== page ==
Defining a clinical outcome assessment (COA): Clinical outcome assessments (COAs) measure a patient’s symptoms, overall mental state, or the effects of a disease or condition on how the patient functions. COAs can be used to determine whether or not a drug has been demonstrated to provide treatment benefit. Treatment benefit can also be defined in terms of a safety benefit compared to other treatments. A conclusion of treatment benefit is described in labeling in terms of the concept of interest, the thing measured by the COA.
COA qualification: COA qualification is based on a review of the evidence to support the conclusion that the COA is a well-defined and reliable assessment of a specified concept of interest for use in adequate and well-controlled (A&WC) studies in a specified context of use. COA qualification represents a conclusion that within the stated context of use, results of assessment can be relied upon to measure a specific concept and have a specific interpretation and application in drug development and regulatory decision-making and labeling. For COAs that do not provide evidence of how patients feel, or function in daily life, qualification also includes a review of the evidence that the concept assessed is an adequate replacement for how patients feel or function in daily life.
There are four types of COA measures:
For those measures that do not measure how patients feel or function in daily life, CDER reviews evidence of how the outcome is linked to survival or how patients feel or function in daily life.
|Submitter||Name||Type of COA||Issuance Date with Link to Specific Guidance||Link to Supporting Information|
|Evidera||Exacerbations of Chronic Pulmonary Disease Tool (EXACT)||PRO||01/09/2014||Study Endpoints and Labeling Development (SEALD) Review (PDF - 1MB)|
Clinical Review (PDF - 131KB)
Biostatistics Review (PDF - 323KB)
Roadmap to Patient-Focused Outcome Measurement in Clinical Trials
Before CDER reviews a COA for qualification, the submitter will need to identify the targeted context of use and targeted concept of interest to support labeling claims. The Roadmap diagram (above) describes the types of information to consider when understanding the disease or condition (column 1) and conceptualizing treatment benefit (column 2) resulting in identification of the targeted context of use and concept of interest for future clinical trial measurement. Once the context of use and concept of interest are established, then this information can be used to identify the proper type of outcome assessment. The process of selecting, modifying, or developing an outcome measure for CDER qualification (Column 3) depends on having adequately characterized the disease or condition and conceptualized a concept of interest that represents treatment benefit.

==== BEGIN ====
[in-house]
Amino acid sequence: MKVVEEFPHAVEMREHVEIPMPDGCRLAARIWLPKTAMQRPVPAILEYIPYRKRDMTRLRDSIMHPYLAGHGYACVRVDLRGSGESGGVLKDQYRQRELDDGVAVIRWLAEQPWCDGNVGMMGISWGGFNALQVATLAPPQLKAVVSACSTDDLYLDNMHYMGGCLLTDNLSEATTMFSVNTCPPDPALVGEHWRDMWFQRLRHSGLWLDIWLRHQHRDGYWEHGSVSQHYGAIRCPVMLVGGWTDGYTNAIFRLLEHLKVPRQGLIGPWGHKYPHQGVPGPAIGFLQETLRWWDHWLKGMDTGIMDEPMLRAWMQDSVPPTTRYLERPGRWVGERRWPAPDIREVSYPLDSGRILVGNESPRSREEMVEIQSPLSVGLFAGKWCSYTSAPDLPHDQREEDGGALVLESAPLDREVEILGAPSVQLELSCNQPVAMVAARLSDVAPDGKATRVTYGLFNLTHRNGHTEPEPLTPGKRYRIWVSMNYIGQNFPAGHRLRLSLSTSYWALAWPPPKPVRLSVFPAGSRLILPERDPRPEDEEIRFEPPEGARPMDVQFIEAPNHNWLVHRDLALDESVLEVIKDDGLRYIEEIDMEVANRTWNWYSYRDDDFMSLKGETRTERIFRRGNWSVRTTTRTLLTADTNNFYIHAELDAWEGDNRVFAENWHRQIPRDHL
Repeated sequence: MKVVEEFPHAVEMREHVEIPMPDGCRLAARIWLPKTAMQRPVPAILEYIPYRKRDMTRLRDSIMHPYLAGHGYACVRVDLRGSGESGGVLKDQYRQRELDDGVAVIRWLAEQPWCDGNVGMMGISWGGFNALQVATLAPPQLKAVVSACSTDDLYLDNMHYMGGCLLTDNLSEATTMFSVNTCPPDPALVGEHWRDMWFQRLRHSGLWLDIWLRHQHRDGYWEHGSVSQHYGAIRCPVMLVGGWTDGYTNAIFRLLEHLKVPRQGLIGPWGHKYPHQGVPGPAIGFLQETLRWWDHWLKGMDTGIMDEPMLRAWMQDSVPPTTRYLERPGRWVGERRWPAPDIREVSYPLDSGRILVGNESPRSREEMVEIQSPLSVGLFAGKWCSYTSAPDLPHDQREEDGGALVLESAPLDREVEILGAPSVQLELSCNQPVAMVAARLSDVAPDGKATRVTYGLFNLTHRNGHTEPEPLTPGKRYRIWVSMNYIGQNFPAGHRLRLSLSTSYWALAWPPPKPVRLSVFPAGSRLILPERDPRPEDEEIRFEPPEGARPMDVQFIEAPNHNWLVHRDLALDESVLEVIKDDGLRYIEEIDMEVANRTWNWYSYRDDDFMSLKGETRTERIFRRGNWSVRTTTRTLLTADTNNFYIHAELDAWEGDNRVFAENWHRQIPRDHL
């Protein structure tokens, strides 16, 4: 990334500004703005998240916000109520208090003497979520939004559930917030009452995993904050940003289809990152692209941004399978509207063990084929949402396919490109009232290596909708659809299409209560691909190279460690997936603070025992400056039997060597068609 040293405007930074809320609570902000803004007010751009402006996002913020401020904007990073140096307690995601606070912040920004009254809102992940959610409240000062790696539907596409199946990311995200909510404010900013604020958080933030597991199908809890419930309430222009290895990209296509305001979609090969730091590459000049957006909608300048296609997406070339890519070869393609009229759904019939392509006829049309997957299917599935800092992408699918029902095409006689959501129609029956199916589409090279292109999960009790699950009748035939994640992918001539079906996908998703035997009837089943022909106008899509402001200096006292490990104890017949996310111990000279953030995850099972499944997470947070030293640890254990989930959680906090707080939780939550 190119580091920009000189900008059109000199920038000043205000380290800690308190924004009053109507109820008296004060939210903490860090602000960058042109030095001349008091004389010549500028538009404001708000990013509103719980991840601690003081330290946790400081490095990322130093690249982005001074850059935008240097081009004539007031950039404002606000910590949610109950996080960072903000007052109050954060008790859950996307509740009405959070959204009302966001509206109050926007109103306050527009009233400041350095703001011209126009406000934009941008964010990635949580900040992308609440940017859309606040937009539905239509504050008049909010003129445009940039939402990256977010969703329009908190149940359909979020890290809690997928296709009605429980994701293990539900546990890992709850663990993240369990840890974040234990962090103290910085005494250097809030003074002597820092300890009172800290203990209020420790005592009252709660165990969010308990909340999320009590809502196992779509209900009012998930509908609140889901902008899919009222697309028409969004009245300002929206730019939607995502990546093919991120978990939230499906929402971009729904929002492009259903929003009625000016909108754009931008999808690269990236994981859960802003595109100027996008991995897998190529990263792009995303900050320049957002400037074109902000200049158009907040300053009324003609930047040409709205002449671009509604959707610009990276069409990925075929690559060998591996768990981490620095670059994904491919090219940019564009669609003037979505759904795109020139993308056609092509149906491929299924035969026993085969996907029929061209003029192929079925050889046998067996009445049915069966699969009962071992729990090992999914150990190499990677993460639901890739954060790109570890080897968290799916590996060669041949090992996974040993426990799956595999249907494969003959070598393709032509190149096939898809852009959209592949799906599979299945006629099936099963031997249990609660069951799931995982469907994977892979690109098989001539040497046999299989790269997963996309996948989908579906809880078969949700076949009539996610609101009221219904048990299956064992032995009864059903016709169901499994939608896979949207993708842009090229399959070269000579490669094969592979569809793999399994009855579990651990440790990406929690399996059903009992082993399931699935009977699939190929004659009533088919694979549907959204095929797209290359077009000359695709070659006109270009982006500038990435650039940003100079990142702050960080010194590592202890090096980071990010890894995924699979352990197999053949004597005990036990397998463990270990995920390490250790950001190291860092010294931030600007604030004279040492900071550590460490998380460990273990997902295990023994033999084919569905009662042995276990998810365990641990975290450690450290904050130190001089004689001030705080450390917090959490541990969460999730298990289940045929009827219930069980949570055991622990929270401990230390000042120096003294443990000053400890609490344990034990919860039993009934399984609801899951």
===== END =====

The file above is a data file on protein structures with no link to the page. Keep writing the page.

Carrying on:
Choice of a COA type: Choosing a type of COA (PRO, ClinRO, ObsRO, or PerfO measure) depends on a determination of the most appropriate reporter for the concept of interest and the context of use. For example, if pain intensity is the concept of interest in a patient population that can respond themselves, a PRO is most appropriate. If clinical judgment is required to interpret an observation, a ClinRO is chosen. If the concept of interest can only be adequately captured by observation in daily life (outside of a healthcare setting), and the patient cannot report for him or herself, then an ObsRO is chosen. When it would be useful to observe an actual demonstration of defined tasks demonstrating functional performance in the clinical setting, a PerfO may be appropriate.
Wheel and Spokes Diagram: Qualification of Clinical Outcome Assessments
The COA Wheel and Spokes diagram (above) identifies the key components of the documentation submitted to CDER to support COA qualification. The Wheel and Spokes diagram also represents the general iterative process used in developing a COA for qualification.
Spoke I corresponds with Columns 1 and 2 of the Roadmap diagram above and demonstrates that the concept of interest and context of use need to be identified before review of content validity (Spoke II) can begin. When review of content validity evidence is adequate, the final version of the instrument with its scoring rule can be tested for reliability in stable patients and cross-sectional evaluation of construct validity (Spoke III). At this point in time, submitters may consider the option of submitting Spoke I-III evidence for COA qualification. Qualification at this time will be for use in exploratory studies and for testing of other measurement properties. When all measurement properties are tested, Spokes I-IV evidence will be reviewed to support COA qualification for use in adequate and well-controlled studies as a primary or secondary endpoint measure of effectiveness.